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The Grand Tour’s video game adaptation is an incredible idea, but it’s pants

On Tuesday, Amazon Game Studios announced a video game tie-in of car enthusiast show The Grand Tour.

The game has a fascinating concept: new content will be added to the game weekly for the length of The Grand Tour’s third season, with episodic features and videos tied into that week’s episode.

There’s no word on when the game will launch just yet, as The Grand Tour is still filming its third season. The show is hosted by Jeremy Clarkson, Richard Hammond and James May after the trio departed the BBC’s flagship car program Top Gear.

No video game has ever really tried to keep pace with a television show before, ignoring experiments like Defiance, which served up a game and TV series in the same universe but didn’t attempt synchronicity. The new content will take the form of challenges based upon the series, meaning that if Clarkson and his pals drive a supercar, you’ll drive a supercar. If they instead, say, drag race forklift trucks… it’s time to start working on your forklift license.

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Tying these challenges together are video segments from the show and original voice work from the three presenters. Honestly, as a concept, this is one of the most innovative things I’ve seen at Gamescom.

Unfortunately, the build I saw is pretty bad.

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The Grand Tour The Game is bad in two different ways. On a technical level, the game – which in fairness is still very early access – is technically bad. Cars handle weirdly, the game looks aged, and the physics are bizarre. In the game’s four-player split-screen multiplayer, our playtest devolved into four players crashing into each other like bumper cars. The entire race was a farce of cars spinning and turning as they crumpled into each other.

The single player experience was also lacking somewhat. I played three segments inspired by the first episode of The Grand Tour, including a race against May and Hammond through the desert, a time trial and, last and by all means least, a segment where I had to stop Hammond crapping his pants.  I earned a single poo emoji – seriously – each time I left the road or bumped into something. Hammond would let out a canned Bark talking about how he’d pooed in a variety of ways with every mistake.

There were no time restraints, meaning technically the way to be most successful at the game was to keep the car going forwards at a crawl and nudge my way to the finish line.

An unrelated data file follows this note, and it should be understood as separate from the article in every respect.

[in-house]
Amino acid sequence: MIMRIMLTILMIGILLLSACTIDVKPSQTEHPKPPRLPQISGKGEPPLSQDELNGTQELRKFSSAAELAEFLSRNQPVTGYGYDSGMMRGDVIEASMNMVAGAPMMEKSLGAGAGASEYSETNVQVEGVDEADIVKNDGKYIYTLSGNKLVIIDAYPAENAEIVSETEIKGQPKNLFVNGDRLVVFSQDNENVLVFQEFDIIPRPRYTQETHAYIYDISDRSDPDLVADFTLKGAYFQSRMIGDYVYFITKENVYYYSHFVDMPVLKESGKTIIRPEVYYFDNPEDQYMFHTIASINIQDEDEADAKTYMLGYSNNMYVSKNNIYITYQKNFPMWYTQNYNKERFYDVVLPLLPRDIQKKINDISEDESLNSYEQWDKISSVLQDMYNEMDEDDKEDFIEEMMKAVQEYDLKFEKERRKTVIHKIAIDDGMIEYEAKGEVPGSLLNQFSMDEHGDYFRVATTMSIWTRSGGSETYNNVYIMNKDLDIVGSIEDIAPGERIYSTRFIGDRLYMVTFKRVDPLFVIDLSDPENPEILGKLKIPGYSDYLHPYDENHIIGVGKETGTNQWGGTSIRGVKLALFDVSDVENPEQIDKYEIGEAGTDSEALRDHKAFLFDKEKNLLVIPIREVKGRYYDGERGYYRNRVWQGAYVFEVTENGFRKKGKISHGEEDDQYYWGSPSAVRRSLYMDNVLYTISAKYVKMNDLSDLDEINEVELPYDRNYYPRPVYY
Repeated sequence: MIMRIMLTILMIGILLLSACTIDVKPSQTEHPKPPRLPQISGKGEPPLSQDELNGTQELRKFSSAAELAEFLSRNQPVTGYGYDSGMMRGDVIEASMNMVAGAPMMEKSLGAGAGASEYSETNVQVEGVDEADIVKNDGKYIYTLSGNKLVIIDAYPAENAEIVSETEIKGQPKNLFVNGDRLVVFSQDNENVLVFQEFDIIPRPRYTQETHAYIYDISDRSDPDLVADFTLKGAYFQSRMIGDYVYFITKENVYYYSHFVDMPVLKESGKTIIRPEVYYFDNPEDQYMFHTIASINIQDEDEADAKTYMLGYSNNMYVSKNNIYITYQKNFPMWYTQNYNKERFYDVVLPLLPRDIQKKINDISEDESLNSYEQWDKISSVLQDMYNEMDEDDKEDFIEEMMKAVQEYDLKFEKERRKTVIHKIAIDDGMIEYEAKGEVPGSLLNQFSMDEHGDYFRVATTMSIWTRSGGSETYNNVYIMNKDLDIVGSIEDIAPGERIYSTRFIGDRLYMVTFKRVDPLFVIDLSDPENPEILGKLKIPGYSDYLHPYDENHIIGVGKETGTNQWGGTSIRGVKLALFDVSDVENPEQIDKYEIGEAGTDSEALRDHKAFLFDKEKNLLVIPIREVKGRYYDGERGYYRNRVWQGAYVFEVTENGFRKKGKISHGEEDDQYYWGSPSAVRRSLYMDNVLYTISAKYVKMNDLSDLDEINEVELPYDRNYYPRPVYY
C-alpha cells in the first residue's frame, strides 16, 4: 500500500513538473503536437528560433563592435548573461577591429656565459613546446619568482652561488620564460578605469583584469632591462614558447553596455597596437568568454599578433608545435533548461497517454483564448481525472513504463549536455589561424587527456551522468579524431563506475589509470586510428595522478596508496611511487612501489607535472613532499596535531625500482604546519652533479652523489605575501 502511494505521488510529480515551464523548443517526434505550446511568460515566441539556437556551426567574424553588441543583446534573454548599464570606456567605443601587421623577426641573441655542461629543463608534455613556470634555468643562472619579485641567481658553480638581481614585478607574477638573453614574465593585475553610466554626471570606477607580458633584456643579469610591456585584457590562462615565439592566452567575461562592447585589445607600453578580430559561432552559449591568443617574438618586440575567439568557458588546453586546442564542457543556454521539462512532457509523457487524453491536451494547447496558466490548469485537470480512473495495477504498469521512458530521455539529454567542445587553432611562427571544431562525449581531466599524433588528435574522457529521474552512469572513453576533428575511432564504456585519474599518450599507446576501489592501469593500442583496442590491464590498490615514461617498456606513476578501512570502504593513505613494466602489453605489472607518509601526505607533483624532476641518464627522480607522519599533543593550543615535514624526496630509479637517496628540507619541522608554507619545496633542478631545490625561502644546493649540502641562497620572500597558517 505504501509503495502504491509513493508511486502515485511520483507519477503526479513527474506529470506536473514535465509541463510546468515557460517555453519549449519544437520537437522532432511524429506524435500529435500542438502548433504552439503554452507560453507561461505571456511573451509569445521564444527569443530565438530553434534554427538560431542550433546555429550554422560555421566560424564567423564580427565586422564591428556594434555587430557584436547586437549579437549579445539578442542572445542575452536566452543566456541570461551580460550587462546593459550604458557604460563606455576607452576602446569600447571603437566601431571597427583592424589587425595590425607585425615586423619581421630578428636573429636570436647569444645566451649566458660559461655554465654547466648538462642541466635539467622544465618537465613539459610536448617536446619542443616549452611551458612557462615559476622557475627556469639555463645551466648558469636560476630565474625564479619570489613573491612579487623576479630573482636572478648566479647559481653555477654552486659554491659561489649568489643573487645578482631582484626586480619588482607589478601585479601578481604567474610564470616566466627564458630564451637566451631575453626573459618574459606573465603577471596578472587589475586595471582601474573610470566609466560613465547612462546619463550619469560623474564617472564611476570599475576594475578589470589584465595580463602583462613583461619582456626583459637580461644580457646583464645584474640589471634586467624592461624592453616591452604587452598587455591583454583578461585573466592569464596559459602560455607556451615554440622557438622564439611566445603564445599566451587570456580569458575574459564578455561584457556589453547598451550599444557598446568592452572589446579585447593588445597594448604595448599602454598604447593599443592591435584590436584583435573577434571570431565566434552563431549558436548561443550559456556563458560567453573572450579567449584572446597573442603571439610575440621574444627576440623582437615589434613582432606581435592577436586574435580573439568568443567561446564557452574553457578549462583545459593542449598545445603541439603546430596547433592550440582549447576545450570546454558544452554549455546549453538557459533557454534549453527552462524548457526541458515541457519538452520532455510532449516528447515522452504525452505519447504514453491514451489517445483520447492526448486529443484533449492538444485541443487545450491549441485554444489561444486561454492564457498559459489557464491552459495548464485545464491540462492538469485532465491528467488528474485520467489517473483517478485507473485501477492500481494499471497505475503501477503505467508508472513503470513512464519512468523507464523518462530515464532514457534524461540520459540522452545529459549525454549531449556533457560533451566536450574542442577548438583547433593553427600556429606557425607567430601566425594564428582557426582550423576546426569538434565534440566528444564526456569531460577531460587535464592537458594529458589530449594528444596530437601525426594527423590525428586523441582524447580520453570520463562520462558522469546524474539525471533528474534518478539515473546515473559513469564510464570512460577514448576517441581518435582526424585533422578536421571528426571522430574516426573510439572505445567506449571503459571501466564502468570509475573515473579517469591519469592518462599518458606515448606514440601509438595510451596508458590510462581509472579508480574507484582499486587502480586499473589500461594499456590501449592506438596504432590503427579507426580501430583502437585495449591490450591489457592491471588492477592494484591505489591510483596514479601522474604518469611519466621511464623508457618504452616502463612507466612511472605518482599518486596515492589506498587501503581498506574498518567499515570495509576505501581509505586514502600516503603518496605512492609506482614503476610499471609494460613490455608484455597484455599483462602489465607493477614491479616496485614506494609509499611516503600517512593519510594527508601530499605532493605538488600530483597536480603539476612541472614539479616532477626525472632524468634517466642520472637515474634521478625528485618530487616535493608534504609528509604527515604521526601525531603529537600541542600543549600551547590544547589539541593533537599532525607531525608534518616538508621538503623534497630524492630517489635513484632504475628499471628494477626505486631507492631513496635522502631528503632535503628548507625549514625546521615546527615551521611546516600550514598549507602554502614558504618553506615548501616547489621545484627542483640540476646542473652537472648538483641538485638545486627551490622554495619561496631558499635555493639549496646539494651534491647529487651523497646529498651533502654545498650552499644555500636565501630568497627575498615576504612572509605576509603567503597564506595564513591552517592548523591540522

I didn’t do that of course, razzing it around the track like a teenager in a Halfords car-park. Perhaps I was just distracted by the whole poo thing. I got six poo emojis.

Six Poo Emojis

The second way the game is bad is the certain type of nonsensical misanthropy that runs at the core of The Grand Tour. If you’re a fan of the show, this won’t grate on you, but there’s something about the forced banter that seeps into every part of the game that leaves me cold. Yes, the poo thing again, but there’s also the way that one of the multiplayer power-ups in the game is called Texting, where you send a hilarious text to any nearby drivers that fills their screen and forces them to crash. These sort of thing is probably amusing to fans of The Grand Tour, but if you’re a fan of games, you can do better.

This feels like a cynical cash-in, and while I want the concept to succeed, it’s a tough sell to ask punters to buy into the game solely to drive similar challenges to the one’s airing on The Grand Tour each week. From what I’ve seen it’s not worth playing this game only to hear Clarkson scream a few voice lines every time the terrible handling tosses you into a hedge.

The game isn’t finished yet, and this early build may not be indicative of the final quality, but at the moment there’s an excellent concept here that has absolutely no other redeeming features.

The Grand Tour will launch on PS4 and Xbox One at an unspecified point in the future.

Do you like The Grand Tour enough to give its tie-in game a shot? Let us know @TrustedReviews.

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